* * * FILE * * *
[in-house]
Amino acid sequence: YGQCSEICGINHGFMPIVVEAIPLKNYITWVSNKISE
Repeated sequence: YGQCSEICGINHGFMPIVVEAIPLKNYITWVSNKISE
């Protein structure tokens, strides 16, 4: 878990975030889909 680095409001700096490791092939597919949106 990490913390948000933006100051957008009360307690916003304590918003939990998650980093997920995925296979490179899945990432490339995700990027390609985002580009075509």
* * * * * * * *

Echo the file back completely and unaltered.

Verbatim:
[in-house]
Amino acid sequence: YGQCSEICGINHGFMPIVVEAIPLKNYITWVSNKISE
Repeated sequence: YGQCSEICGINHGFMPIVVEAIPLKNYITWVSNKISE
């Protein structure tokens, strides 16, 4: 878990975030889909 680095409001700096490791092939597919949106 990490913390948000933006100051957008009360307690916003304590918003939990998650980093997920995925296979490179899945990432490339995700990027390609985002580009075509």